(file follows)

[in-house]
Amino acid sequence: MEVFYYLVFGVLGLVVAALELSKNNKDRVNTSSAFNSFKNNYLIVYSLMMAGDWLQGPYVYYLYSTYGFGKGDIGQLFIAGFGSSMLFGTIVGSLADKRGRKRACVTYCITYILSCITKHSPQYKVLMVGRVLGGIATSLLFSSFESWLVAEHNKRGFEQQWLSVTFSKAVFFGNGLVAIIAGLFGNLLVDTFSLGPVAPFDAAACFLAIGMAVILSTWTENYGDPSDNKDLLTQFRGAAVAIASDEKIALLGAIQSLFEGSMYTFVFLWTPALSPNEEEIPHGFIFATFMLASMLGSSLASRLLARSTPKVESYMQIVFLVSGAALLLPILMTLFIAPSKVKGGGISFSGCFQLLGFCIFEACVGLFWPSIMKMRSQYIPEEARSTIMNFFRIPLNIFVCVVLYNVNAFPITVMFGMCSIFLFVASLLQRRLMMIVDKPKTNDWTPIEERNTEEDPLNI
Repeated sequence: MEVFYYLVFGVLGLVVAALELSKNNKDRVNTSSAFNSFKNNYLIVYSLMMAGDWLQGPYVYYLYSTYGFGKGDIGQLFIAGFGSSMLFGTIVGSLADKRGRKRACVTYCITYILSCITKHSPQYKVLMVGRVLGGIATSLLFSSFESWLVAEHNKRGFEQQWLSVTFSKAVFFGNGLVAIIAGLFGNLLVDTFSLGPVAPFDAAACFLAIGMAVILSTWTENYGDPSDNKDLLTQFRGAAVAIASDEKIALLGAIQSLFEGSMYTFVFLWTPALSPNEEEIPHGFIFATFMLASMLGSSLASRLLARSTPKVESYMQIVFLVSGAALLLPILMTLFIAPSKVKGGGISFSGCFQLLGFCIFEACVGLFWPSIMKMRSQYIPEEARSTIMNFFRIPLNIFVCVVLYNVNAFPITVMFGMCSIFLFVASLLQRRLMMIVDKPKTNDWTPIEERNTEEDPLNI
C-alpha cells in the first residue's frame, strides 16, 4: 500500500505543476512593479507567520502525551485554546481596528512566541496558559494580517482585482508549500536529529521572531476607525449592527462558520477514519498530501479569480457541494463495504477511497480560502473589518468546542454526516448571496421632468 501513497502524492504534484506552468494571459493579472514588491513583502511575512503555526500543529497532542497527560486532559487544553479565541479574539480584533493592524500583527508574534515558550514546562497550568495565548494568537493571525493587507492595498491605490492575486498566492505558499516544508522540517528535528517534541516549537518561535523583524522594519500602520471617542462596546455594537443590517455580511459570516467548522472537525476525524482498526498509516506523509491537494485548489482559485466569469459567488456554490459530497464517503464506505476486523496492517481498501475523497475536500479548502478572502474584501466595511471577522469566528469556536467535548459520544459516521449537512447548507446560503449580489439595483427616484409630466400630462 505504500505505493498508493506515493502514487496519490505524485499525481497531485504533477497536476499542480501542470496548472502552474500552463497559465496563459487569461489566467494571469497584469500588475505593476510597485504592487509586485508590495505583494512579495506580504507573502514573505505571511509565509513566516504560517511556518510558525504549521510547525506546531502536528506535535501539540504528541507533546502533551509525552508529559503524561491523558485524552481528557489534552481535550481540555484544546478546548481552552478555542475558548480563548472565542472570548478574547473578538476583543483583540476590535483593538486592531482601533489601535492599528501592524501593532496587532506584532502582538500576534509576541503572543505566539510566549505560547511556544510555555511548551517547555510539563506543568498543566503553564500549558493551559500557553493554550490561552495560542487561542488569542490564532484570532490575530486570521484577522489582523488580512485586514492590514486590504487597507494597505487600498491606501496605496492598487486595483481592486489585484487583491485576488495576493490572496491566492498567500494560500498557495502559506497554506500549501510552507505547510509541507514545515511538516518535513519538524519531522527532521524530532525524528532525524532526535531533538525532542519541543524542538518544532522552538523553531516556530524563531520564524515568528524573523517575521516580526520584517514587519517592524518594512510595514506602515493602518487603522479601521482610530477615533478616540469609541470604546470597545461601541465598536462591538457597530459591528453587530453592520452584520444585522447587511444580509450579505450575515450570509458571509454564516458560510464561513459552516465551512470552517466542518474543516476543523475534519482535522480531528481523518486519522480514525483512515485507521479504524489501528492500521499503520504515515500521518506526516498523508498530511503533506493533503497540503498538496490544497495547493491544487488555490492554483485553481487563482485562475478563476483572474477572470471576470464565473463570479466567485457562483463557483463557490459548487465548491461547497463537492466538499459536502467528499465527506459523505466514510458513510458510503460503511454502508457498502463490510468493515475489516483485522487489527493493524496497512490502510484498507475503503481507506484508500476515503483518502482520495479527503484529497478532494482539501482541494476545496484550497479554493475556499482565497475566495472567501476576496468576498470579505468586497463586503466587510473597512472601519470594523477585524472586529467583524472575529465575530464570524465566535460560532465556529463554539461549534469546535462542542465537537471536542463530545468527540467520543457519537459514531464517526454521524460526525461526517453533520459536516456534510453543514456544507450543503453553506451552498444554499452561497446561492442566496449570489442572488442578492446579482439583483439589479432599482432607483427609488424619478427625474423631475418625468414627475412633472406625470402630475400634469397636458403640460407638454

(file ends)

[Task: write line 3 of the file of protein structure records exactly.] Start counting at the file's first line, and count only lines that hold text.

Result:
Repeated sequence: MEVFYYLVFGVLGLVVAALELSKNNKDRVNTSSAFNSFKNNYLIVYSLMMAGDWLQGPYVYYLYSTYGFGKGDIGQLFIAGFGSSMLFGTIVGSLADKRGRKRACVTYCITYILSCITKHSPQYKVLMVGRVLGGIATSLLFSSFESWLVAEHNKRGFEQQWLSVTFSKAVFFGNGLVAIIAGLFGNLLVDTFSLGPVAPFDAAACFLAIGMAVILSTWTENYGDPSDNKDLLTQFRGAAVAIASDEKIALLGAIQSLFEGSMYTFVFLWTPALSPNEEEIPHGFIFATFMLASMLGSSLASRLLARSTPKVESYMQIVFLVSGAALLLPILMTLFIAPSKVKGGGISFSGCFQLLGFCIFEACVGLFWPSIMKMRSQYIPEEARSTIMNFFRIPLNIFVCVVLYNVNAFPITVMFGMCSIFLFVASLLQRRLMMIVDKPKTNDWTPIEERNTEEDPLNI